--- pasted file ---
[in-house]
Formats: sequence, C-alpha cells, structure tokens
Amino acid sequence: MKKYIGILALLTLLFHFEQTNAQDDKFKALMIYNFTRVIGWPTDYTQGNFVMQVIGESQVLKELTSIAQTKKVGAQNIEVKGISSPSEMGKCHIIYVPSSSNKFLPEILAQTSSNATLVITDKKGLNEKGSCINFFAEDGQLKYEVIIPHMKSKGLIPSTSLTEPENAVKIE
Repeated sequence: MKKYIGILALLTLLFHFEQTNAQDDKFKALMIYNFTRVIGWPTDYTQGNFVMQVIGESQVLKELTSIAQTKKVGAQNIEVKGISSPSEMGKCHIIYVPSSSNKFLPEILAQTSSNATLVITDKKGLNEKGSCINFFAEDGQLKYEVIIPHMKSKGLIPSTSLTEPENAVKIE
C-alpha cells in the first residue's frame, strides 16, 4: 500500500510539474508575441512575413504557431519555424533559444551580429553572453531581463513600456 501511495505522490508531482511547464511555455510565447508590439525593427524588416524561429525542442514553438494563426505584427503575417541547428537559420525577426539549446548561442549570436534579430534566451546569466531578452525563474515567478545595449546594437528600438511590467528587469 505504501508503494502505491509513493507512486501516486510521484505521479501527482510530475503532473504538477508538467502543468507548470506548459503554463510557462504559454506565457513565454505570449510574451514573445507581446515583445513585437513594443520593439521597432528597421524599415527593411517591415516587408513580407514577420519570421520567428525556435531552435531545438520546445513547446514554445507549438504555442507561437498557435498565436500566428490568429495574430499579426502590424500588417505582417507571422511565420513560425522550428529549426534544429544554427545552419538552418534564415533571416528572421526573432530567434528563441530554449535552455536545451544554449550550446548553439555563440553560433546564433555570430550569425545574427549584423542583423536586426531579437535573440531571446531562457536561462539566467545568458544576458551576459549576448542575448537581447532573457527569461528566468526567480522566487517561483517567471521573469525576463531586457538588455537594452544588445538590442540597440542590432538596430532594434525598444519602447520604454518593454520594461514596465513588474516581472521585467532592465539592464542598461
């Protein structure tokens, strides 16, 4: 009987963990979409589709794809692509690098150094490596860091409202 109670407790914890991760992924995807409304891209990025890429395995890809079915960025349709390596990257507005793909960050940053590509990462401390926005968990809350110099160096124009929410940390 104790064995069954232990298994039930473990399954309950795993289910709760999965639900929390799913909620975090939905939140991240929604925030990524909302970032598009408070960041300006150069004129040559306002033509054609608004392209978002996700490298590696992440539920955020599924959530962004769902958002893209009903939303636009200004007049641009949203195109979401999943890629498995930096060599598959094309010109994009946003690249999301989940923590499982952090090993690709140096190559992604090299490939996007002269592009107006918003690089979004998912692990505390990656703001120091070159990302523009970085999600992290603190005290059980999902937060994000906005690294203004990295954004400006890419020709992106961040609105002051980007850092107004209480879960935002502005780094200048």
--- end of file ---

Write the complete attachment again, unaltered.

[in-house]
Formats: sequence, C-alpha cells, structure tokens
Amino acid sequence: MKKYIGILALLTLLFHFEQTNAQDDKFKALMIYNFTRVIGWPTDYTQGNFVMQVIGESQVLKELTSIAQTKKVGAQNIEVKGISSPSEMGKCHIIYVPSSSNKFLPEILAQTSSNATLVITDKKGLNEKGSCINFFAEDGQLKYEVIIPHMKSKGLIPSTSLTEPENAVKIE
Repeated sequence: MKKYIGILALLTLLFHFEQTNAQDDKFKALMIYNFTRVIGWPTDYTQGNFVMQVIGESQVLKELTSIAQTKKVGAQNIEVKGISSPSEMGKCHIIYVPSSSNKFLPEILAQTSSNATLVITDKKGLNEKGSCINFFAEDGQLKYEVIIPHMKSKGLIPSTSLTEPENAVKIE
C-alpha cells in the first residue's frame, strides 16, 4: 500500500510539474508575441512575413504557431519555424533559444551580429553572453531581463513600456 501511495505522490508531482511547464511555455510565447508590439525593427524588416524561429525542442514553438494563426505584427503575417541547428537559420525577426539549446548561442549570436534579430534566451546569466531578452525563474515567478545595449546594437528600438511590467528587469 505504501508503494502505491509513493507512486501516486510521484505521479501527482510530475503532473504538477508538467502543468507548470506548459503554463510557462504559454506565457513565454505570449510574451514573445507581446515583445513585437513594443520593439521597432528597421524599415527593411517591415516587408513580407514577420519570421520567428525556435531552435531545438520546445513547446514554445507549438504555442507561437498557435498565436500566428490568429495574430499579426502590424500588417505582417507571422511565420513560425522550428529549426534544429544554427545552419538552418534564415533571416528572421526573432530567434528563441530554449535552455536545451544554449550550446548553439555563440553560433546564433555570430550569425545574427549584423542583423536586426531579437535573440531571446531562457536561462539566467545568458544576458551576459549576448542575448537581447532573457527569461528566468526567480522566487517561483517567471521573469525576463531586457538588455537594452544588445538590442540597440542590432538596430532594434525598444519602447520604454518593454520594461514596465513588474516581472521585467532592465539592464542598461
């Protein structure tokens, strides 16, 4: 009987963990979409589709794809692509690098150094490596860091409202 109670407790914890991760992924995807409304891209990025890429395995890809079915960025349709390596990257507005793909960050940053590509990462401390926005968990809350110099160096124009929410940390 104790064995069954232990298994039930473990399954309950795993289910709760999965639900929390799913909620975090939905939140991240929604925030990524909302970032598009408070960041300006150069004129040559306002033509054609608004392209978002996700490298590696992440539920955020599924959530962004769902958002893209009903939303636009200004007049641009949203195109979401999943890629498995930096060599598959094309010109994009946003690249999301989940923590499982952090090993690709140096190559992604090299490939996007002269592009107006918003690089979004998912692990505390990656703001120091070159990302523009970085999600992290603190005290059980999902937060994000906005690294203004990295954004400006890419020709992106961040609105002051980007850092107004209480879960935002502005780094200048």